Que: How much percentage of your production do you utilize for Adani itself and how much do you sell in the market?

Ans: Rahul Bhutiani: As on date all the projects have their own completion deadlines, and these projects are long gestation projects, so there are projects which take one or two years to complete. So, depending on the requirement of each project we assign capacities to our captive consumption and balance capacities we make it available to the domestic and export markets. Once we reached the 10 GW integrated capacity, our ideal combination of different market segments would be about 50 percent captive consumption, 25 percent domestic demand, and 25 percent export. So, it will become a very healthy mix of markets and demand that we create.

Que: Do you also face price pressure?

Ans: Rahul Bhutiani: There will always be pricing issues and it is rightly so... every customer has a right to seek the best price. We really do not want to get into a price war. We have always segregated ourselves from that and we believe that building a brand and sustaining it and offering the best product and customer service deserves better pricing, and we continue to demand that and receive it also. So, we consciously stayed away from price war and built out on our strengths i.e., good product quality, good customer service, and offering a brand that has the sustenance to be around for 30 years during which the warranty is valid. So that is our USP and that is what we play on. We may be slightly premium but that’s what I think a brand should get and should demand.

Que: Price pressure in the Indian market or the US market, which is more?

Ans: Rahul Bhutiani: Interesting question! see it's not about pricing all the time. Most customers believe that they want to work with a brand that gives them comfort and confidence that they will deliver on what they commit. So in the last few years when we have had supply chain constraints and we had a lot of disruption in the supply chain, where lot of brands have not been able to meet up their commitments which has made larger customers very wary of working with brands where they don’t get the confidence of delivery, the confidence of meeting their commitments, so as long as you are able to give that confidence to the customer... I think pricing pressure is secondary then. People are more interested in working with brands where they feel confident that whatever is being said or promised will be delivered will be honored. That's what Adani as a brand can offer the world at large that... whatever we tell you today, whatever we sign up for, we will ensure that we will meet that commitment and we will deliver on it and that's what allows us to be kind of immune from the pricing pressures and the price negotiations to a large extend.

Que: As the US Fed has been increasing interest rates, which has also impacted the Indian Rupee, what kind of impact does it have on your business and how do you deal with it?

Ans: Rahul Bhutiani: From a solar manufacturer's standpoint, dollar rate impact is primarily for domestic sales as I need to import some of the raw materials because as on date I am not fully integrated, so I have to import a lot of raw materials from outside the country and for that, I have to make payments in dollars but I have to sell in Indian rupee because it is a domestic demand so there is where we have a gap and we realize that it's very difficult to hedge this risk of dollar movement. So, some of it we absorb... some of it we pass on to the end customers. But in exports, we have a natural hedge because here we are importing and exporting in dollars... So, with a decent export pipeline we are able to manage this dollar fluctuation very effectively and reduce the impact on the domestic market.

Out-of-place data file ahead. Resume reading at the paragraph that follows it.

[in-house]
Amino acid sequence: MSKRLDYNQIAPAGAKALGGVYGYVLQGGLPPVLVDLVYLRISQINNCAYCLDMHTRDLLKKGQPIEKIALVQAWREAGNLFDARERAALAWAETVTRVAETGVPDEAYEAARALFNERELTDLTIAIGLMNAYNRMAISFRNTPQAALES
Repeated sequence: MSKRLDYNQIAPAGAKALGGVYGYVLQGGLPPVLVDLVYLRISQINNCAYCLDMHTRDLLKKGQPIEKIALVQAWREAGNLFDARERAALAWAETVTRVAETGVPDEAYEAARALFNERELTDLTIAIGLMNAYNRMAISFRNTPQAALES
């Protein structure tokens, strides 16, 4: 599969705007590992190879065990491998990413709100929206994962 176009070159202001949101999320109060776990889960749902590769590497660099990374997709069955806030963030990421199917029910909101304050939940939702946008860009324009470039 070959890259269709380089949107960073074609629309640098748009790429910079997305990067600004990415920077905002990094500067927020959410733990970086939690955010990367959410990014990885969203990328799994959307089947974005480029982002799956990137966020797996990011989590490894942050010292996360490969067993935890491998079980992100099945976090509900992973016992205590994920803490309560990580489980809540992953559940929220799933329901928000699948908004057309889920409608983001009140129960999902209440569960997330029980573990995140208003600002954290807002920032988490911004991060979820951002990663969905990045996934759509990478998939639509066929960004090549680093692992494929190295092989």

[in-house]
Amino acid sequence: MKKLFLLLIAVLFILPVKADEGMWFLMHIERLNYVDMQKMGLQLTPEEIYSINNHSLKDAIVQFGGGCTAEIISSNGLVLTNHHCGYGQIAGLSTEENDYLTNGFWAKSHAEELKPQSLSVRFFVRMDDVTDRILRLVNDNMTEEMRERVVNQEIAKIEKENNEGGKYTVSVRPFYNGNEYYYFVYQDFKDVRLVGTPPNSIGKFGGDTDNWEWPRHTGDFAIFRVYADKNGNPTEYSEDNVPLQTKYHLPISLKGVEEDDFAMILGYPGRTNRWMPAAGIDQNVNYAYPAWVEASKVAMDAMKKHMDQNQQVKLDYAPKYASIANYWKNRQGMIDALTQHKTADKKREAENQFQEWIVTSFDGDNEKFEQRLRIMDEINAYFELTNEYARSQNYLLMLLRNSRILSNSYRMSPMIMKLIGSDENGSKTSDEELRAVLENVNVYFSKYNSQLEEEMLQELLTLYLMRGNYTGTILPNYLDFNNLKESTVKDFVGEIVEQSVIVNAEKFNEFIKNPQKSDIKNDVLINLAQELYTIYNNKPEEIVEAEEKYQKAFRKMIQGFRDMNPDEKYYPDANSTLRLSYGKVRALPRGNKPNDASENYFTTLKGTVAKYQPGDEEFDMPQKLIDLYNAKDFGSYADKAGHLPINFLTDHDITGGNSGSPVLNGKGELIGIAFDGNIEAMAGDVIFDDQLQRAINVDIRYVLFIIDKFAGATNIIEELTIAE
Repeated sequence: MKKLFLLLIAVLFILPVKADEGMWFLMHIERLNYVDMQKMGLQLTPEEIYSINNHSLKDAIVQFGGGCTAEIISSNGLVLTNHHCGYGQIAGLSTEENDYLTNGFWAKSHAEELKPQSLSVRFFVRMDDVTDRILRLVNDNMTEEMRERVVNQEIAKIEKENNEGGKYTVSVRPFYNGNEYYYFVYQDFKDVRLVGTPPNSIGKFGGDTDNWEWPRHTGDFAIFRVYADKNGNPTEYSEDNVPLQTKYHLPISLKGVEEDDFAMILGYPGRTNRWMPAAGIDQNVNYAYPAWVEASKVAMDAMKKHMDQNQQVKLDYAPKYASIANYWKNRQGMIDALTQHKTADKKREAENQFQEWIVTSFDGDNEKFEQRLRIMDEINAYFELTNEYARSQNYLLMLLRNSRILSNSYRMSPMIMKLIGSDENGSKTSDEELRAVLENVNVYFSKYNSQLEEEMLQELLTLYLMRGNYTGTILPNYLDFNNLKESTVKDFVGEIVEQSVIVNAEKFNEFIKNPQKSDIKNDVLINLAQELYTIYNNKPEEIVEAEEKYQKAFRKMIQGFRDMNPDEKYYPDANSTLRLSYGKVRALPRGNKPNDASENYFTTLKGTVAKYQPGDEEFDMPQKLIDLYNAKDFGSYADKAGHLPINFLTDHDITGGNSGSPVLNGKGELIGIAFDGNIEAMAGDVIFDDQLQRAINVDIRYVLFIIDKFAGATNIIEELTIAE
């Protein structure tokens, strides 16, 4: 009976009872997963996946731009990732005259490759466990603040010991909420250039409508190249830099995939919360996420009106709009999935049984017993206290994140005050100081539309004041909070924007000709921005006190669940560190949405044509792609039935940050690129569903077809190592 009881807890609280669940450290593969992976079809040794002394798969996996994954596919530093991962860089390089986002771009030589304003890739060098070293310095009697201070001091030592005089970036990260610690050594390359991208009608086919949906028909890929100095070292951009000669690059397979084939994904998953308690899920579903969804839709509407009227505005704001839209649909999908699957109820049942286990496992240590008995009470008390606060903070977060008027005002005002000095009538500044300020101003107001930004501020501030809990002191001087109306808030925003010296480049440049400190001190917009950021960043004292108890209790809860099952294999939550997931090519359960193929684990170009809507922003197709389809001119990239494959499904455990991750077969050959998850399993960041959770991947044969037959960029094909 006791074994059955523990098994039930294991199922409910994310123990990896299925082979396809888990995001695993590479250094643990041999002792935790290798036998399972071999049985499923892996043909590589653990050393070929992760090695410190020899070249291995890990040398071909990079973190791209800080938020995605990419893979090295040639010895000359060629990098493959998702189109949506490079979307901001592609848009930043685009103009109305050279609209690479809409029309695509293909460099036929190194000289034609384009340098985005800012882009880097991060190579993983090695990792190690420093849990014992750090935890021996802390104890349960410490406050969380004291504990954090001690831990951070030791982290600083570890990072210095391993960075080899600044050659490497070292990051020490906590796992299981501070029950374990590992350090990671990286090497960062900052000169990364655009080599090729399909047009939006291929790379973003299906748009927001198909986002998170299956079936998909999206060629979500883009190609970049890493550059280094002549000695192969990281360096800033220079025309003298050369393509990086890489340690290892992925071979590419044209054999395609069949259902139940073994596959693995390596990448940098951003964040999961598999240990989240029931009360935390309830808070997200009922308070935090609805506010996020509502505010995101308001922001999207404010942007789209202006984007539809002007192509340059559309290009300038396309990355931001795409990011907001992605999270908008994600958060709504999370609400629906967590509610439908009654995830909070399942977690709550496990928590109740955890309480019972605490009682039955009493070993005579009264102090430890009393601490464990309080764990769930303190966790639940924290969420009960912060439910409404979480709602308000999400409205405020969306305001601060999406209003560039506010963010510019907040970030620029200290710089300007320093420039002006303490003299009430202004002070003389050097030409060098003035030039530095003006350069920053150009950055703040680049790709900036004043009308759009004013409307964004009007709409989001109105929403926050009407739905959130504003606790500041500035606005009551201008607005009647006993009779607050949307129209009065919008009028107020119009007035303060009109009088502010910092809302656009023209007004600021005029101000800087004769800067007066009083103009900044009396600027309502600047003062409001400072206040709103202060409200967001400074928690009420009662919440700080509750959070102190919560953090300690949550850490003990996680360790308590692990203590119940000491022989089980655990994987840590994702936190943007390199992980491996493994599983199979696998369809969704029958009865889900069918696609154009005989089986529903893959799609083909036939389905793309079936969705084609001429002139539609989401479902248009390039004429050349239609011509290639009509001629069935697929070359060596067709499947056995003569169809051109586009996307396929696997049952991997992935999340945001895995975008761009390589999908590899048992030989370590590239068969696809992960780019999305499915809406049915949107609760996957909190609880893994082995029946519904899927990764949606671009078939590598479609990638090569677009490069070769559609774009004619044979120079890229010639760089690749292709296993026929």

Que: Why do many domestic manufacturers prefer exports as compared to dealing in the domestic market?

Ans: Rahul Bhutiani: It's a matter of natural hedge, you are importing products and raw materials you pay in dollars... when you export you will get dollars so you have the ability to balance out that dollar-Indian Rupee rate gap. If you sell in the domestic market you will earn in Indian Rupees but you will have to pay in dollars so there will be a hedge that you will need to create. But in the case of export and import, there is a natural hedge that whatever you are importing, more than that you are exporting so that's why some players have consciously moved only to export. We believe that’s not the right approach or right strategy because the domestic market is as important to continue to serve not only as a business segment but also as a nationalist approach where we want to ensure that our country is benefitted from whatever local manufacturing that we are creating. So to ensure we meet and align ourselves with the dream of our Prime Minister as he said that our country needs to be energy secure and to reach a certain level of zero carbon emissions this is required and our belief is that as a group that is aligned to the national interest, we will continue to support the domestic market and simultaneously as a business priority we will also look at some exports to ensure that we are able to balance out these fluctuations.

Que: How do you see the Atma Nirbhar Bharat initiative going on in renewables? and how it has changed the country's perspective?

Ans: Anil Gupta: As long as we were earlier depending upon the requirement of the modules and other requirements for the solar industry, we were all dependent on China to get all our material and now we have seen a lot of restrictions... we have seen a lot of back outs from China suppliers... and since we are also into generation... we have seen a lot of our projects are stalled for last few months where we are unable to make any progress. So, someday or the other must start manufacturing within our country if we have to meet the expectations of the Government and this country sooner or later has to have its own manufacturing facilities. It is good that this Government is supporting the manufacturing facilities in the country. Our idea is that just like we are making the manufacturing setup... there are so many other players who are also setting up manufacturing facilities and the demand would start getting met from within the country and that would boost this sector and that is what is required at this point in time to have energy security and I think this it is going to be a very big step wherein the manufacturing setup is coming in the country and it would be a secured pipeline for this industry.